Smoke-free prisons a fresh approach for staff and prisoners

Monday 15 June, 2015

New laws requiring Victorian prisons to be completely smoke-free from July 1 will protect the health of staff and prisoners, in a move supported by Quit Victoria and the Australian Medical Association (Victoria).

Prisoners will no longer be able to purchase tobacco in Victoria's 14 prisons from this week, ahead of a total smoking ban on July 1.

Preparation for the smoking ban in Victorian prisons - including providing customised quitting support - has been underway for 18 months to allow staff and prisoners to make the transition.

Smoke-free prisons have been or are due to be introduced in most other Australian states, and are also the norm in New Zealand, Canada and parts of the USA. Victoria's youth justice facilities have been completely smoke-free since November 2013.

Quit Victoria Director Dr Sarah White said second-hand smoke was a significant issue in prisons, making the complete smoking ban necessary to protect the health of all staff, prisoners and visitors.

"Prison staff and inmates deserve to be protected from the dangers of second-hand smoke at close quarters,'' Dr White said.

"Many prisoners want to quit but find it difficult in an environment where they are constantly exposed to cigarette smoke.

"Prisoners are far more likely to have serious health problems than the general population, and smoking only worsens these health inequities."

Currently around 85 per cent of Australian prisoners smoke, compared to about 13 per cent in the general community.1

In addition to the health benefits for prisoners, smoke-free prisons are likely to reduce the considerable cost to taxpayers of treating the long-term health effects of smoking.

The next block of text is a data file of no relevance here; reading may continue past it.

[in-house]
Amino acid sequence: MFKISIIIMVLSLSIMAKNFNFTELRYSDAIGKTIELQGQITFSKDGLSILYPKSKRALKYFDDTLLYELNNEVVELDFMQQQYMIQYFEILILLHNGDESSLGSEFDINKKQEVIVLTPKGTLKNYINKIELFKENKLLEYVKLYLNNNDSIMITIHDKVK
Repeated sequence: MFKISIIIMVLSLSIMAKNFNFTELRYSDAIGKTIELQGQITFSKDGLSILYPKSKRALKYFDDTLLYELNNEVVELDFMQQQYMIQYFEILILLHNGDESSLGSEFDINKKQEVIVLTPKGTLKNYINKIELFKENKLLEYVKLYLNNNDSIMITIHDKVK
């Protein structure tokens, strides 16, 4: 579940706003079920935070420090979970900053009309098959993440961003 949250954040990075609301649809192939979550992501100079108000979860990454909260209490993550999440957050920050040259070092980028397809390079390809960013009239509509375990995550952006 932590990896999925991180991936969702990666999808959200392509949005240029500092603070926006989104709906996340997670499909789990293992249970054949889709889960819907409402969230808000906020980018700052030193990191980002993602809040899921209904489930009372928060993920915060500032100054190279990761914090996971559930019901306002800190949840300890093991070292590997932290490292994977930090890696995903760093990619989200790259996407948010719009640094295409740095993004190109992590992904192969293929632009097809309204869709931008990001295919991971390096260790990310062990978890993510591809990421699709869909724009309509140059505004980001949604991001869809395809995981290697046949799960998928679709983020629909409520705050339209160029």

AMA Victoria President Dr Tony Bartone said banning smoking in Victorian prisons was the right step for prisoners' health.

"The elevated smoking rate among prisoners reflects, to a large extent, the increased likelihood of inmates being from disadvantaged socio-economic backgrounds. Indigenous people, drug users and those with a mental illness are over-represented in the prison system. This ban will significantly improve the health of prisoners," Dr Bartone said.

Dr White said Quit Victoria had been working closely with Corrections Victoria to plan for the introduction of smoke-free prisons.

"Quitting can be difficult but experience from other countries and Australian states tells us that the best approach is to allow a substantial lead-in time so appropriate support can be provided to prisoners and staff," Dr White said.

In the lead-up to July 1, Quit Victoria has run four-week programs designed specifically for prisoners to help them quit, backed by access to nicotine replacement therapies and individual support through the Quitline.

Staff members have also received help to quit smoking, and information on how to support others who are in the process of quitting.

"As of July 1 there will be 5000 fewer smokers in Victoria - and that's just prisoners. Prison staff can take a lot of credit for their hard work in preparing for this change, and I particularly congratulate the many staff members who have taken the opportunity to quit themselves," Dr White said.



Victoria Yes, from July 1, 2015
NSW Yes, from August, 2015
Queensland Yes, since May, 2014
SA Yes, to be phased in from March, 2016
NT Yes, since July, 2013
Tasmania Yes, since January, 2015


Kate Hagan, Quit Victoria Media Manager, 0438 058 406

Felicity Ryan, AMA Victoria Media Officer, 0437 450 506

For help to quit smoking, contact Quitline on 13 7848


1 AIHW 2013. The health of Australia's prisoners 2012. Cat. no. PHE 170. Canberra: AIHW.